Skip to main content

By Levi Perrin

Header image: Our Collective Table by Bevelyn Afor Ukah

Bevelyn Afor Ukah holding her work, Naija Body

Bevelyn Afor Ukah is coming home to herself.

A space on a quiet street, surrounded by trees and greenery—where storytelling, community, and the earth come together to build a new future. With the ancestors and garden shears as her tools, Bevelyn’s resolve to use her hands to create a better world is unshakeable.

“At the end of the day our future is a collective vision. There are millions of ways people can come together,” she said.

By day the North Carolina based activist serves on the Committee on Racial Equity in the Food System (CORE) and as Director for the Center for Environmental Farming Systems (CEFS). By night, she is an artist steeped in Afrofuturism and a convener of Black people on organizing, empathy, and looking toward what is to come.

Ukah is a product of multi-general food deprivation. Scarcity of access to nutritious food hits hard in Black communities. In 2022, one in five Black people in the United States reportedly experienced food insecurity, and almost nine million could not access enough food to lead a healthy lifestyle.

That disparity is at the heart of Ukah’s work with CORE and CEFS.

Food sovereignty is intimately connected to Ukah’s beliefs, birthed from gardening with her father and lessons from her maternal grandmother Mary and paternal great grandmother Agbogo Odide.

“My dad always had a garden, so I grew up watching him grow food for our household. It wasn’t until a few years ago that I started my own, confides Ukah.  “It’s interesting that I had this experience as a child only to now work with other gardeners and farmers.”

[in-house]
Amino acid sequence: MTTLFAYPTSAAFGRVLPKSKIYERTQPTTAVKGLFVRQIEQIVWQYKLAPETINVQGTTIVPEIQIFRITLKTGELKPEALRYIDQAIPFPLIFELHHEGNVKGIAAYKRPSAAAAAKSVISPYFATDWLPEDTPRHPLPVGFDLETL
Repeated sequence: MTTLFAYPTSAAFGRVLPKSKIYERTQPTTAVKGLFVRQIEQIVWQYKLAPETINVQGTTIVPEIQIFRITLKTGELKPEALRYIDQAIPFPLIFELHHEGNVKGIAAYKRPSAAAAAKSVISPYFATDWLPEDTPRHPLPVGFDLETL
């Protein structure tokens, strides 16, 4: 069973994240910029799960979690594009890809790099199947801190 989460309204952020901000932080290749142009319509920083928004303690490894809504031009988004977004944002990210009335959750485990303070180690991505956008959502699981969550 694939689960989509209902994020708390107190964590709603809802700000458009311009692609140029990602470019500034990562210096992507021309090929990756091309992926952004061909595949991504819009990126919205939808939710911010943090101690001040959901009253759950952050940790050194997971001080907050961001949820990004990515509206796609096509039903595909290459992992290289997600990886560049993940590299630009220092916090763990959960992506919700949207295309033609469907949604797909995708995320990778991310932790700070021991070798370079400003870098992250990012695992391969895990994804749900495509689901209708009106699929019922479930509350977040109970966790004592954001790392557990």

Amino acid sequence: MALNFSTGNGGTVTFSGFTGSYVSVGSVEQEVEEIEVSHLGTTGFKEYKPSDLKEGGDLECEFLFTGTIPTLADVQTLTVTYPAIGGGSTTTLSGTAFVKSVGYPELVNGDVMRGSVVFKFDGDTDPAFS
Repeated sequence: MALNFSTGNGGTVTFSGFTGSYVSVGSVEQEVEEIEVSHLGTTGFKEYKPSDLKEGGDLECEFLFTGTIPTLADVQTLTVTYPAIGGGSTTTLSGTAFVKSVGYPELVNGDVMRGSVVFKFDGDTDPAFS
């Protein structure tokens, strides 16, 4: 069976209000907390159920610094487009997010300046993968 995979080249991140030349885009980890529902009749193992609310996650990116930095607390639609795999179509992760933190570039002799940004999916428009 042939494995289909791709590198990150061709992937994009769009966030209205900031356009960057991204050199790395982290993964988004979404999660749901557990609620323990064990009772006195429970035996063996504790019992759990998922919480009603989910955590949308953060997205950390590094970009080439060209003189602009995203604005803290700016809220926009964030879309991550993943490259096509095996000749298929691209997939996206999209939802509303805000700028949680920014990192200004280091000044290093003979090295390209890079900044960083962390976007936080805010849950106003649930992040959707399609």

Ukah views gardening as a spiritual practice that teaches people how to reconnect to earth in order to heal themselves. Combining the Nigerian and Black American experience in her bloodline revealed the unsustainable challenges of modern society built on convenience that  separates people from the process.

Listening to her story reminds me of my grandmothers, Lela Mae and Azalee, and the passion with which they led their lives. Head held high and shoulders rolled back, both women were born decades before the end of Jim Crow, and yet created lives that prioritized the health of their families and friends, dismissing  the overbearing intervention of the white gaze and the big agroindustry.

As a child, I was annoyed by being forced to get up before the sun, to pick vegetables from their gardens and blemish my hands to unearth the very food that would keep me alive. It is easy to see oneself separate from the labor that is needed to fortify a people. Removal quiets harm and builds pathways for slavery, the cries of migrant workers, and the loss of land owned by Black farmers to fester unchecked and unanswered.

That labor, managed at the community-level, produces lifetime bonds. It crystalizes why my grandmothers joyously shared fresh food with friends. I can still hear the porch-side laughter as they traded stories while shelling peas and shucking corn.

Bevelyn Afor Ukah

The food they grew, hands deep in the dirt with sweat on their brow, is still feeding us. Two decades after my grandmothers joined the ancestral realm, the memories now tell me the truth of what those moments meant. They were planning for the future–visioning a world that would be seen through my eyes, carrying the responsibility of passing that knowledge, connection, and fulfillment to the next generation.

For Ukah, the connecting dots are powerful and frightening. “The only way I’ve been able to address [the fear] is by doing a little bit at a time,” she says. “It’s helped me to understand the limitations of it all and how deferring to ego does not serve me. It serves other people who want to see me unhealthy . . . who want to see us fail.”

The unbroken line of Black voices, daring from each generation to the next, to reach past the fear of failure has sowed seeds of togetherness, storytelling, and autonomy in the earth waiting for their kin to find them. Everyone can’t be a farmer or step away from the systems that often make life a tad easier. But all of us are capable of working toward a future that centers better access and support for feeding ourselves.

From dirt we come and to dirt we must return. This inevitable, and honorable, cycle is not measured by the ease of life, but rather the care with which we had for Earth and our community while living.

Levi Perrin is a writer for Unerased | Black Women Speak and senior communications manager for the Center for the Study of Social Policy.